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Poland: Visa-Free Agreement With Russia Raises Concerns

  • Chris Klimiuk

Warsaw, 15 November 1996 (RFE/RL) - There was an immediate and widespread reaction in Poland, after the surprise signing of a Poland-Russia visa-free agreement during Prime Minister Wlodzimierz Cimoszewicz's visit to Moscow.

An RFE/RL correspondent accompanying Cimoszewicz reports the visa-free-travel proposal was not on Cimoszewicz' agenda, but was proposed -- unexpectedly -- and agreed with Russia's Prime Minister Viktor Chernomyrdin.

Our Warsaw correspondent reports officials there made clear that the accord would not come into force until another agreement on return of undesirable aliens is concluded.

Polish officials have expressed concern that Poland could become a transit point for refugees, especially Asian refugees, fleeing to the West through Russia and other former Soviet republics.

Poland has already concluded return-of-alien agreements with Ukraine, Lithuania and Belarus.

Reports cited by our Warsaw correspondent from the Polish press note that Western Europe is expected to be very unhappy about the Poland-Russia agreement. The West has consistently recommended tightening controls on Poland's eastern border. The reports suggest that, without visa requirements, people with Russian, or old Soviet passports, will flood Poland, and -- resultingly -- Western Europe.

Officially, Poland's police Commander, General Jerzy Stanczyk, declared that the police are supposed to catch criminals, not to regulate the traffic across the border. But privately, police officials tell RFE/RL that they fear Russian street vendors will become a real problem across Poland's countryside.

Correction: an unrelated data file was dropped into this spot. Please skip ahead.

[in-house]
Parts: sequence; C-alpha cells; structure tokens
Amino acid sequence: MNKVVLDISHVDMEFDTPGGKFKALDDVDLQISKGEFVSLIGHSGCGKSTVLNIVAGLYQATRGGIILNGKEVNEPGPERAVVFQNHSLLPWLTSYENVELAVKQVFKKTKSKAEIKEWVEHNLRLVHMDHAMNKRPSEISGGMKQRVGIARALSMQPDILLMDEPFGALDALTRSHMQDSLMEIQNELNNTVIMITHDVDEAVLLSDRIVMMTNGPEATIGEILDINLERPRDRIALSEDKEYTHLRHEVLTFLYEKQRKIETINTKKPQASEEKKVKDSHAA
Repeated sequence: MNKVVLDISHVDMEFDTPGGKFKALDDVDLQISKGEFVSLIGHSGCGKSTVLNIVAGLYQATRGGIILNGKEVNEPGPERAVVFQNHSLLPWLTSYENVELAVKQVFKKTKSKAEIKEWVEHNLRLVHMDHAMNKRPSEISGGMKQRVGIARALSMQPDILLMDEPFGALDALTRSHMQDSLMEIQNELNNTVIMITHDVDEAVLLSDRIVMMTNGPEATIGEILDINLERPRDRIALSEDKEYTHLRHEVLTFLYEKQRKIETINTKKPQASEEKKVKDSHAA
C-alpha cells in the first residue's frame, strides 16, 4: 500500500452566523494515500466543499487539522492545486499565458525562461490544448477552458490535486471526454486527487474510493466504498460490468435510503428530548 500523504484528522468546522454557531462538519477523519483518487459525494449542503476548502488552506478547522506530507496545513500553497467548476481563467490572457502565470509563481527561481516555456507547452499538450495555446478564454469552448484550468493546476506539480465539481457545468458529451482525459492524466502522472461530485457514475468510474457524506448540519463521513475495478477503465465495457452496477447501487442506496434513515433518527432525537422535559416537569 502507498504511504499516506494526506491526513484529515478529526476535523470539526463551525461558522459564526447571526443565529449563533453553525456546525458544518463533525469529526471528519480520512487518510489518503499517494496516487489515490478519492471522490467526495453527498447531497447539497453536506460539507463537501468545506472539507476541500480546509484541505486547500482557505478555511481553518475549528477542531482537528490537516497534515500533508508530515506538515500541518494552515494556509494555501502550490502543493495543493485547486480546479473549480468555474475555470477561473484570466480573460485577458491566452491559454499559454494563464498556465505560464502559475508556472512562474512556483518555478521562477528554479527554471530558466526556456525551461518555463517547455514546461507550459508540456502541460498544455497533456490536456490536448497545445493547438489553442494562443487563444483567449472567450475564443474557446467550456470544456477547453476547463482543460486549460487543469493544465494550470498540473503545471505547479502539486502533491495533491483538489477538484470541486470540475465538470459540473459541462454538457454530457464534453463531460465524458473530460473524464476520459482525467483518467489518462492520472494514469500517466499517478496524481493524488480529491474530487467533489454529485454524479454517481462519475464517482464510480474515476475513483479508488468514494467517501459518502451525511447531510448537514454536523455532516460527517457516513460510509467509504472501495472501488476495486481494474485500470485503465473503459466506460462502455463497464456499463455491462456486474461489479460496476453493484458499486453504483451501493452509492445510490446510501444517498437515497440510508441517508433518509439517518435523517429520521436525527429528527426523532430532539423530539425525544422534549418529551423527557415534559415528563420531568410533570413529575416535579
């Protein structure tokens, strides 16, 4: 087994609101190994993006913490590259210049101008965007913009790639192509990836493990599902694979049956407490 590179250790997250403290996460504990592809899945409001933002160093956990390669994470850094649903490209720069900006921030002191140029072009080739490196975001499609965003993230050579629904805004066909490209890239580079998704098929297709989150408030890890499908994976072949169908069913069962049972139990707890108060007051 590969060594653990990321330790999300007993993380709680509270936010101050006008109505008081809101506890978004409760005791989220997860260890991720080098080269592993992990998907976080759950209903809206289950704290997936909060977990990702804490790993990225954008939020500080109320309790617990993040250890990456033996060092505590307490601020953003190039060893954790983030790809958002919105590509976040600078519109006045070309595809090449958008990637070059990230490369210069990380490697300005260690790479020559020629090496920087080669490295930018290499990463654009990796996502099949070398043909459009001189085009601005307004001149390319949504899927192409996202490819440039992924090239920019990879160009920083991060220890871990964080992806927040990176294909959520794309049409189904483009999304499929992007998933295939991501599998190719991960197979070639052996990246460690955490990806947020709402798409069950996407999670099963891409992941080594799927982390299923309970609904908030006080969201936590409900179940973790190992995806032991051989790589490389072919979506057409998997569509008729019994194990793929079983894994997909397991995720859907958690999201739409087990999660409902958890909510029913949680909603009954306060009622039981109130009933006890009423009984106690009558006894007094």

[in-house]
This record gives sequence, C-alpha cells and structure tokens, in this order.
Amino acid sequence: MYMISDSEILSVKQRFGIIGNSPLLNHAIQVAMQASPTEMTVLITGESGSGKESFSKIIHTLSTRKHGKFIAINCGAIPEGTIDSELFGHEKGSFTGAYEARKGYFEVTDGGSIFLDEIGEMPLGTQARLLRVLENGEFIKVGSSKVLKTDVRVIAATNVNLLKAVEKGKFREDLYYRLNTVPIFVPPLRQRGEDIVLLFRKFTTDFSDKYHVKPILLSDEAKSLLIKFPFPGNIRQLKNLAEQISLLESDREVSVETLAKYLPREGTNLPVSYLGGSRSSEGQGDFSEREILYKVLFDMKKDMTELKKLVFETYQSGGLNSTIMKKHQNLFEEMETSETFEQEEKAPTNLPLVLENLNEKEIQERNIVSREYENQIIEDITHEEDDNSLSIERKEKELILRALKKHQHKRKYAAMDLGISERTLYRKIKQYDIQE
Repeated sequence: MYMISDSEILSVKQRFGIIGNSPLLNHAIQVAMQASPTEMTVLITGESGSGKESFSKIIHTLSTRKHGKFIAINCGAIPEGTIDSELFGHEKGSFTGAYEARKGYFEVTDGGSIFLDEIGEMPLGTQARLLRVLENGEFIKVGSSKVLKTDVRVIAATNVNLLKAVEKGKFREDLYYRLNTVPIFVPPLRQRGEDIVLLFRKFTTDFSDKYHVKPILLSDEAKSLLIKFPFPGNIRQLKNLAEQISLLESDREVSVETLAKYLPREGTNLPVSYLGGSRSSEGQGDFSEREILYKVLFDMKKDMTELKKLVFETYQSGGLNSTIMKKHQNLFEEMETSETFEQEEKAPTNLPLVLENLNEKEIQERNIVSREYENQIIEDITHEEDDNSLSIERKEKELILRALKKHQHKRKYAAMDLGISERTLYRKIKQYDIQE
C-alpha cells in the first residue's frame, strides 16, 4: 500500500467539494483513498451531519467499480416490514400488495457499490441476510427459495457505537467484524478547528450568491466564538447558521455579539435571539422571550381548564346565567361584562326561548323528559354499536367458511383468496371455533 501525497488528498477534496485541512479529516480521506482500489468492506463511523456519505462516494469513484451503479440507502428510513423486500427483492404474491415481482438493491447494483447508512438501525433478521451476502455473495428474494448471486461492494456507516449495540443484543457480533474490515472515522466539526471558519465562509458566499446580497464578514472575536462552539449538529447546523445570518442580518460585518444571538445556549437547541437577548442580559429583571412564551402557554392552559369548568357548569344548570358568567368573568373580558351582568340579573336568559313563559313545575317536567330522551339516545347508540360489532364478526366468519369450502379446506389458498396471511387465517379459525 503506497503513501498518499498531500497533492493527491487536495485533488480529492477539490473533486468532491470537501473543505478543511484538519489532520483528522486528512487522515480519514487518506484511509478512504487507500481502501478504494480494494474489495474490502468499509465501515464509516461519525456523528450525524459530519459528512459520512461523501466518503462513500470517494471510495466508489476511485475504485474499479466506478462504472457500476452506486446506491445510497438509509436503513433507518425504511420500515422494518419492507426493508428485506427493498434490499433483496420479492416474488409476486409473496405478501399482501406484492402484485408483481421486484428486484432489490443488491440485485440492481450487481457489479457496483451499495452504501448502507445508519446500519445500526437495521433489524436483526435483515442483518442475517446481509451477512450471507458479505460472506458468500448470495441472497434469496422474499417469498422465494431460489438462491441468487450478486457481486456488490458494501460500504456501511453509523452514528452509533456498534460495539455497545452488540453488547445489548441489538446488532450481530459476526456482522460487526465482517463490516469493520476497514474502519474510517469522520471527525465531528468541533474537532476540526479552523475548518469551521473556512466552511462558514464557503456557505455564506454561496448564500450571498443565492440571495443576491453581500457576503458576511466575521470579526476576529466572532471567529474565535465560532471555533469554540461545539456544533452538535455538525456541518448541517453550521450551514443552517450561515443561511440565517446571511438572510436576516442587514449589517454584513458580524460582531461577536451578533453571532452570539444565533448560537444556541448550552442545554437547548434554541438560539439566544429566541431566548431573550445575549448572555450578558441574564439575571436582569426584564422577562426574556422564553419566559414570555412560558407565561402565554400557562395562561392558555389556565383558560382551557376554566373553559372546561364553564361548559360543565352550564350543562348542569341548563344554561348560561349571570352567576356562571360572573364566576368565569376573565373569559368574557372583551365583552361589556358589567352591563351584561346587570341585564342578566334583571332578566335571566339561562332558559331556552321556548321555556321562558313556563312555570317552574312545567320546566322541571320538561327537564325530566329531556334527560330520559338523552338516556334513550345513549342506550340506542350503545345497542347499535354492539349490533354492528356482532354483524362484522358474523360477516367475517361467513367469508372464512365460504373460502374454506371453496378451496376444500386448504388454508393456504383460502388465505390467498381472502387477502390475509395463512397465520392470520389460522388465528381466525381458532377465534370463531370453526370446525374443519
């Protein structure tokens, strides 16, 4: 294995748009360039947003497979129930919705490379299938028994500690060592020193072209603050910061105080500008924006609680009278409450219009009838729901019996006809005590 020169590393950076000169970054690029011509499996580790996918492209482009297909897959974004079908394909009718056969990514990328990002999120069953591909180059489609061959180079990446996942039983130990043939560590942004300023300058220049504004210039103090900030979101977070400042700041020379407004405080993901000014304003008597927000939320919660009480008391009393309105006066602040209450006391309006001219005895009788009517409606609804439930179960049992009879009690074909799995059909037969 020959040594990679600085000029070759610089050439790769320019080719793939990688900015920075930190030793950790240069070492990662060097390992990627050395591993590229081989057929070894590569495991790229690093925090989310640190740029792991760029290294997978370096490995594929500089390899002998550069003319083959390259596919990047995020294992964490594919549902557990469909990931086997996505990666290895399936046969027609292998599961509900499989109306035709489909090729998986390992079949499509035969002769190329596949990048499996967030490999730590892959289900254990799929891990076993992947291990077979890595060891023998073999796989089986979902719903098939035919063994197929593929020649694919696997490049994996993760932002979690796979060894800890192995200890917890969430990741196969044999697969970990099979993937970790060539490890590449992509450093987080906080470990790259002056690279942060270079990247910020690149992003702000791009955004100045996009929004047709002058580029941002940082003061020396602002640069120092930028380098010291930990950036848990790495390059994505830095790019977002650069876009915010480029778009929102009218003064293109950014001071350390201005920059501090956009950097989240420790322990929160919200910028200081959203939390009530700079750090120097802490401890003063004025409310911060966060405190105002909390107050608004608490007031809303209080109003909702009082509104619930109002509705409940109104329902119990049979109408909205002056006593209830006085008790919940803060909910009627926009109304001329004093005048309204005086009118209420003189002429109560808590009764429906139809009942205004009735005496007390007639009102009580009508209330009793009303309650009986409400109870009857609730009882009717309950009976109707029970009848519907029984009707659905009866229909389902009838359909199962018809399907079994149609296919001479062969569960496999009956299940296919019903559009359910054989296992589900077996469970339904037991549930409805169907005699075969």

The biggest bazaar in Warsaw, the "Stadion Dziesieciolecia" (stadium) will be turned into the biggest bazaar in the world, complain police in the capital. Law enforcement agencies also speak of their fear of the "Russian Mafia."

Polish politicians reacted with apprehension to the visa-free agreement.

Kazimierz Ujazdowski, from the "Conservative Coalition," suggested there will be an uncontrolled flow of crime across the border. Ujazdowski said the decision to sign the visa-free-travel agreement goes against Polish aspirations to join the European Union.

"We were supposed to have the same policy as the West European countries. I would like to point out that they (the West) did not open their borders to former Soviet citizens," said Ujazdowski.

Janusz Dobrosz of the "Peasant Party," the junior member in the coalition Government, thinks that the agreement has both good and bad sides. but he said, "There is, however, a question whether Polish border police are ready to handle greater number of travelers."

Polish press yesterday said that it is expected a re-admission agreement could be signed by the end of the year. That prompted observations from the papers that the first visa-free tourists from Russia could be arriving in Poland early next year.